Fourteen phalanges in each hand
In each finger, there are three bones
In the thumb, there are only two bones
Bones of the Pelvic Girdle
Formed by two coxal (ossa coxae) bones
Composed of three pairs of fused bones
Ilium
Ischium
Pubis
Pelvic girdle = 2 coxal bones, sacrum
Bony pelvis = 2 coxal bones, sacrum, coccyx
The total weight of the upper body rests on the pelvis
It protects several organs
Reproductive organs
Urinary bladder
Part of the large intestine
Gender Differences of the Pelvis
The female inlet is larger and more circular
The female pelvis as a whole is shallower, and the bones are lighter and thinner
The female ilia flare more laterally
The female sacrum is shorter and less curved
The female ischial spines are shorter and farther apart; thus the outlet is larger
The female pubic arch is more rounded because the angle of the pubic arch is greater
Bones of the Lower Limbs
Femur—thigh bone
The heaviest, strongest bone in the body
Proximal end articulation
Head articulates with the acetabulum of the coxal (hip) bone
Distal end articulation
Lateral and medial condyles articulate with the tibia in the lower leg 
The lower leg has two bones
Tibia—Shinbone; larger and medially oriented
Proximal end articulation
Medial and lateral condyles articulate with the femur to form the knee joint
Fibula—Thin and sticklike; lateral to the tibia
Has no role in forming the knee joint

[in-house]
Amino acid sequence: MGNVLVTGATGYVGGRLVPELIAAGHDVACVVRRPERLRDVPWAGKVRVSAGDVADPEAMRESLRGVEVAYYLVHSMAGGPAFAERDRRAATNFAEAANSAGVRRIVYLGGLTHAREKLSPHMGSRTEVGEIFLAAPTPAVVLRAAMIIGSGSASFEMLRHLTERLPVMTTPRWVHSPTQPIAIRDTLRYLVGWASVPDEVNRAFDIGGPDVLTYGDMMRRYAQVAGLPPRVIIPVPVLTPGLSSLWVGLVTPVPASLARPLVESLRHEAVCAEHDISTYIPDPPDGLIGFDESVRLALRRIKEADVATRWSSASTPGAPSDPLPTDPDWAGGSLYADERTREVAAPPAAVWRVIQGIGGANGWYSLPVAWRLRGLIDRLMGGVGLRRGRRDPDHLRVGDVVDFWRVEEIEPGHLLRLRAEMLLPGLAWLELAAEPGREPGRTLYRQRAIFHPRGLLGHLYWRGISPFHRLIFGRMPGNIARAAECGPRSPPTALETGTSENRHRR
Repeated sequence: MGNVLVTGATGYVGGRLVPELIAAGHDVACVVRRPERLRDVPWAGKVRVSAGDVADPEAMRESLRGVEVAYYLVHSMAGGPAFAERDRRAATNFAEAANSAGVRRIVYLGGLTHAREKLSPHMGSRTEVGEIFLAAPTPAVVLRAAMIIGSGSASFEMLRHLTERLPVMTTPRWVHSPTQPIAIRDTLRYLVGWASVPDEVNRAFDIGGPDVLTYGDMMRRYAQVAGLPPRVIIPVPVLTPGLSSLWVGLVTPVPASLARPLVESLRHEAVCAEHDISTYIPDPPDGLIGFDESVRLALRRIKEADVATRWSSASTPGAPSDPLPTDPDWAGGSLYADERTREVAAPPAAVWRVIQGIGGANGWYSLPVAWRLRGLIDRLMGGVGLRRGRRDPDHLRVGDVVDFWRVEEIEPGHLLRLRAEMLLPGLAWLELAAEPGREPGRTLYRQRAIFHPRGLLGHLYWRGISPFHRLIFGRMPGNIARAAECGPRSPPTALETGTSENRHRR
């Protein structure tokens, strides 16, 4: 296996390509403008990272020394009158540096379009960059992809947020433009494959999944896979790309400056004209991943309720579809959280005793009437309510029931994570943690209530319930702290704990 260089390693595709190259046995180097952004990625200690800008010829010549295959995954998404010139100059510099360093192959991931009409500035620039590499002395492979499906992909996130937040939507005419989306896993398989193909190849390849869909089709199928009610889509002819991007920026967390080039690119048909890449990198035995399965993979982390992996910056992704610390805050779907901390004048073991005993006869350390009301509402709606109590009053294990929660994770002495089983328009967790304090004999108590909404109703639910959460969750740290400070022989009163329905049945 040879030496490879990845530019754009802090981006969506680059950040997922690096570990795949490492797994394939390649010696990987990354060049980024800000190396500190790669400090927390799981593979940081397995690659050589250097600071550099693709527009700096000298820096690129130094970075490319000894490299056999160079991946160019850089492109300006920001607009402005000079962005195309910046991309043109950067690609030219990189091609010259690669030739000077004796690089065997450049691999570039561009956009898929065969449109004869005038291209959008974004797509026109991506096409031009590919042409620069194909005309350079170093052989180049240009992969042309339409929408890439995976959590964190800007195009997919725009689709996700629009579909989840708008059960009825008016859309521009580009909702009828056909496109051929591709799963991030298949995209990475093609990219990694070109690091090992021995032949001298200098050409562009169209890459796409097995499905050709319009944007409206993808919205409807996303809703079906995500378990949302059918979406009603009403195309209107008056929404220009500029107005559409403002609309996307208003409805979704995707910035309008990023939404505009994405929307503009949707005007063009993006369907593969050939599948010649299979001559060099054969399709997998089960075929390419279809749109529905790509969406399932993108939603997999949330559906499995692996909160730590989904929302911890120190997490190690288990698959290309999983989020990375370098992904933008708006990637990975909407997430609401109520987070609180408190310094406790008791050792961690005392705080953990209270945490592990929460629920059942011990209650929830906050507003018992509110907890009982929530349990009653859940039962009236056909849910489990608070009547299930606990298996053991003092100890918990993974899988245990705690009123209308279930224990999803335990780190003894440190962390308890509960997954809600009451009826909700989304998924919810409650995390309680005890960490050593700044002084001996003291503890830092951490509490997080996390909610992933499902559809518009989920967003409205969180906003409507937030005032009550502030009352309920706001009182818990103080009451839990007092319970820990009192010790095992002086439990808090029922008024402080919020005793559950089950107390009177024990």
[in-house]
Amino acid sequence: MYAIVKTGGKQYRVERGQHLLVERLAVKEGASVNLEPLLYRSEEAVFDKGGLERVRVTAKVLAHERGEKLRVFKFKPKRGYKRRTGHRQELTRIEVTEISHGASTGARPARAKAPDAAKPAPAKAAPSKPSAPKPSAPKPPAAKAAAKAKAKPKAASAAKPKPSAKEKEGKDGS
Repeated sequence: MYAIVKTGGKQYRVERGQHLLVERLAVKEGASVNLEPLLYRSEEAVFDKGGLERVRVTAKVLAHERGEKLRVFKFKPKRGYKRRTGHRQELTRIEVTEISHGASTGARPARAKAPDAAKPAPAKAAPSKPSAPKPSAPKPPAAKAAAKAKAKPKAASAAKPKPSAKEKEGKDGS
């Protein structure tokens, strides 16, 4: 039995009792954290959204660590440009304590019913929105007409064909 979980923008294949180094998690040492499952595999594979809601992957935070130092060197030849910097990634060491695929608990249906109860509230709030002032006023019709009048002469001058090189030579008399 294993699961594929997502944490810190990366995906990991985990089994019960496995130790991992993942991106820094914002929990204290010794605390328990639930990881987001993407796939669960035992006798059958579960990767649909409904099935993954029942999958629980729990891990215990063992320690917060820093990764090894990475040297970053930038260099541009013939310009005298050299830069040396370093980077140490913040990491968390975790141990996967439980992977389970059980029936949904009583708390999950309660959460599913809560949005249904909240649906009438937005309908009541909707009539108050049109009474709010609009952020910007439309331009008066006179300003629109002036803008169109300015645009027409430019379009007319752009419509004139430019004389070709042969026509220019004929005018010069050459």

The foot
Tarsals—seven bones
Two largest tarsals
Calcaneus (heel bone)
Talus
Metatarsals—five bones form the sole of 
the foot
Phalanges—fourteen bones form the toes

Arches of the Foot
Bones of the foot are arranged to form three strong arches
Two longitudinal
One transverse

Joints
Articulations of bones
Functions of joints
Hold bones together
Allow for mobility
Two ways joints are classified
Functionally
Structurally

Functional Classification of Joints
Synarthroses
Immovable joints
Amphiarthroses
Slightly moveable joints
Diarthroses
Freely moveable joints

Structural Classification of Joints
Fibrous joints
Generally immovable
Cartilaginous joints
Immovable or slightly moveable
Synovial joints
Freely moveable

Fibrous Joints

Bones united by collagenic fibers
Types
Sutures
Immobile
Syndesmoses
Allows more movement than sutures but still immobile
Example: Distal end of tibia and fibula
Gomphosis
Immobile

Cartilaginous Joints

Bones connected by cartilage
Types
Synchrondrosis 
Immobile
Symphysis 
Slightly movable
Example: Pubic symphysis, intervertebral joints

Synovial Joints

Articulating bones are separated by a joint cavity
Synovial fluid is found in the joint cavity